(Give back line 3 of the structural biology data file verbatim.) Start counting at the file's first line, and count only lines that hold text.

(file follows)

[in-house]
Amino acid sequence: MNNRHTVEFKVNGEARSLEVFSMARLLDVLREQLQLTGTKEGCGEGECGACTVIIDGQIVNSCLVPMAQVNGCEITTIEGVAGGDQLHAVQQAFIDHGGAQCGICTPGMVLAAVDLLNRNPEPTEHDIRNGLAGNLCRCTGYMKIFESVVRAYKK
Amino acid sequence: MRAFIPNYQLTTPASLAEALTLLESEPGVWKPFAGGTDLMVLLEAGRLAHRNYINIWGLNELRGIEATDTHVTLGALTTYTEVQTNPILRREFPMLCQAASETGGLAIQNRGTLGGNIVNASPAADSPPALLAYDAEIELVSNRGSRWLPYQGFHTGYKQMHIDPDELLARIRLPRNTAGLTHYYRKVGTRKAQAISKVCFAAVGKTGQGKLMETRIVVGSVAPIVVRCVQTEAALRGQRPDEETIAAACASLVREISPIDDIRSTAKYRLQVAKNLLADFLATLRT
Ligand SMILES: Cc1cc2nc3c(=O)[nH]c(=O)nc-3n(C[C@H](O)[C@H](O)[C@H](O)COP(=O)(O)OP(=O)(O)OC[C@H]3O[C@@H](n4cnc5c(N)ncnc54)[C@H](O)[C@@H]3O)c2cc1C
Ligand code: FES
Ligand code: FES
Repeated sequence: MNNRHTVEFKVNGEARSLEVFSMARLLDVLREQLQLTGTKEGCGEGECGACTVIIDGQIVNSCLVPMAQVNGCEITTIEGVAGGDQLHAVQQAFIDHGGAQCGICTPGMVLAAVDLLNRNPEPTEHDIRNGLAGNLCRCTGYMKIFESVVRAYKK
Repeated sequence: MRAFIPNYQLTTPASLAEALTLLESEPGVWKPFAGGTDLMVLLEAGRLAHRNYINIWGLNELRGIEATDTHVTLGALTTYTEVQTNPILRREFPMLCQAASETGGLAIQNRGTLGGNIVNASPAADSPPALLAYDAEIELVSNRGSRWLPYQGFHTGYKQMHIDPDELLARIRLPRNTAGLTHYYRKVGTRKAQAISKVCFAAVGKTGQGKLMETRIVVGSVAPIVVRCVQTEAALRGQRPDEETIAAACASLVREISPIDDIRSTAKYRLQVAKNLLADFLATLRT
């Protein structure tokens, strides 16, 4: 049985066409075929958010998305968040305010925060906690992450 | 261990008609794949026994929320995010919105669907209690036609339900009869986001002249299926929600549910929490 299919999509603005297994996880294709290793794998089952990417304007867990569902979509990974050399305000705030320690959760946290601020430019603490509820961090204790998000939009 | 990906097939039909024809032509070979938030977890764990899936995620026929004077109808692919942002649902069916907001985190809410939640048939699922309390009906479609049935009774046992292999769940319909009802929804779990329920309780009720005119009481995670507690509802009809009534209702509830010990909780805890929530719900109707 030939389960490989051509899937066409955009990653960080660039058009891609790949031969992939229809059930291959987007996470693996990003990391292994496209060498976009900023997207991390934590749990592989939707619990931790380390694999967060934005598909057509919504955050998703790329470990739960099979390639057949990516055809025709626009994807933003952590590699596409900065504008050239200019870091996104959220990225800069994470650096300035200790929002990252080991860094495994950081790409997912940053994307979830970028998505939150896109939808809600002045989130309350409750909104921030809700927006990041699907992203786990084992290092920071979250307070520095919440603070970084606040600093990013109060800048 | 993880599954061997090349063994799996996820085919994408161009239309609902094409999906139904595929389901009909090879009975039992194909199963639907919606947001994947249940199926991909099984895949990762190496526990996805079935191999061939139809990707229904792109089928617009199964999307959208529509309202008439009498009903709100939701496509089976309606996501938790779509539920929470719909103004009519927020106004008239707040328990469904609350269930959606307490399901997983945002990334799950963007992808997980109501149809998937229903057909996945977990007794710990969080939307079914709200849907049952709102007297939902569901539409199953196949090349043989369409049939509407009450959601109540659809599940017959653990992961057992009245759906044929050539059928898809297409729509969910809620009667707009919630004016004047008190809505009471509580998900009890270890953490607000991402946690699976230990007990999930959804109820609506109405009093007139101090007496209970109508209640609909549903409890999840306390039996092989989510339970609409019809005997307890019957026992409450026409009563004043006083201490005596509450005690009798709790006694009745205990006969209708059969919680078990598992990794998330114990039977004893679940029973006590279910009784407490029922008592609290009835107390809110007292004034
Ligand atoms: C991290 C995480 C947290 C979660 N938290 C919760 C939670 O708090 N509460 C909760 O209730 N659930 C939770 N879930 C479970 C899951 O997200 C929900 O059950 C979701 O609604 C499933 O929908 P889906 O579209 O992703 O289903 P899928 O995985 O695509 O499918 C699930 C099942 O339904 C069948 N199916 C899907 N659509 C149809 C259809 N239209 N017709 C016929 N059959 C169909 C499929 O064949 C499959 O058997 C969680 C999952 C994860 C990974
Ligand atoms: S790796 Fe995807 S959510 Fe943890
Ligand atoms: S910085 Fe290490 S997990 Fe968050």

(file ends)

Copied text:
Amino acid sequence: MRAFIPNYQLTTPASLAEALTLLESEPGVWKPFAGGTDLMVLLEAGRLAHRNYINIWGLNELRGIEATDTHVTLGALTTYTEVQTNPILRREFPMLCQAASETGGLAIQNRGTLGGNIVNASPAADSPPALLAYDAEIELVSNRGSRWLPYQGFHTGYKQMHIDPDELLARIRLPRNTAGLTHYYRKVGTRKAQAISKVCFAAVGKTGQGKLMETRIVVGSVAPIVVRCVQTEAALRGQRPDEETIAAACASLVREISPIDDIRSTAKYRLQVAKNLLADFLATLRT